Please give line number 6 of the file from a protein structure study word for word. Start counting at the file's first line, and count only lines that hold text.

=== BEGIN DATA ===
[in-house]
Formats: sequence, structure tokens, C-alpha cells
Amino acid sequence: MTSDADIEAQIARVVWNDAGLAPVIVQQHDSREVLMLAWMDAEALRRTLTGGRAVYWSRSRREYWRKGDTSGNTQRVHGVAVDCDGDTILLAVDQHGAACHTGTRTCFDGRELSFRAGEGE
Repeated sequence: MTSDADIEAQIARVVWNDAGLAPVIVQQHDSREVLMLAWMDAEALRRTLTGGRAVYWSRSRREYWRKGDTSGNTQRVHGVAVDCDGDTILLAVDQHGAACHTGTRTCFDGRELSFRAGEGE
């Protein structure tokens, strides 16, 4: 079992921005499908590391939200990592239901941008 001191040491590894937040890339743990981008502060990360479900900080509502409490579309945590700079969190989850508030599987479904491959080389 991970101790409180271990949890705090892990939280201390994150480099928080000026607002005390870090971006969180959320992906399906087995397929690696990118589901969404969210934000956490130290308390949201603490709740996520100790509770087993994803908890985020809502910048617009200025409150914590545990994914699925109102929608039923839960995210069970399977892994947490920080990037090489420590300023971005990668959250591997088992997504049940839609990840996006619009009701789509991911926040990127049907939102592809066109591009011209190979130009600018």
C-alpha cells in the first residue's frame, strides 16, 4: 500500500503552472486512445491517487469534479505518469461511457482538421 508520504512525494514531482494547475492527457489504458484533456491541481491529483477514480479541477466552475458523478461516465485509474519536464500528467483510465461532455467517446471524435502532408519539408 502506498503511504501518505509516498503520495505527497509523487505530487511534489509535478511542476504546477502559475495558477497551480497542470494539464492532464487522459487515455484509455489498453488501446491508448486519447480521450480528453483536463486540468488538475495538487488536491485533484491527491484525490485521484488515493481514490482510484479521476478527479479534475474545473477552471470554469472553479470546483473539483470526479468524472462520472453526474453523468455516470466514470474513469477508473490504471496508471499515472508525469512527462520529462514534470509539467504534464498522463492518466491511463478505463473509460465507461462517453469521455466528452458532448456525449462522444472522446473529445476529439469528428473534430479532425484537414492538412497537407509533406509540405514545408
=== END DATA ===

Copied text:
C-alpha cells in the first residue's frame, strides 16, 4: 500500500503552472486512445491517487469534479505518469461511457482538421 508520504512525494514531482494547475492527457489504458484533456491541481491529483477514480479541477466552475458523478461516465485509474519536464500528467483510465461532455467517446471524435502532408519539408 502506498503511504501518505509516498503520495505527497509523487505530487511534489509535478511542476504546477502559475495558477497551480497542470494539464492532464487522459487515455484509455489498453488501446491508448486519447480521450480528453483536463486540468488538475495538487488536491485533484491527491484525490485521484488515493481514490482510484479521476478527479479534475474545473477552471470554469472553479470546483473539483470526479468524472462520472453526474453523468455516470466514470474513469477508473490504471496508471499515472508525469512527462520529462514534470509539467504534464498522463492518466491511463478505463473509460465507461462517453469521455466528452458532448456525449462522444472522446473529445476529439469528428473534430479532425484537414492538412497537407509533406509540405514545408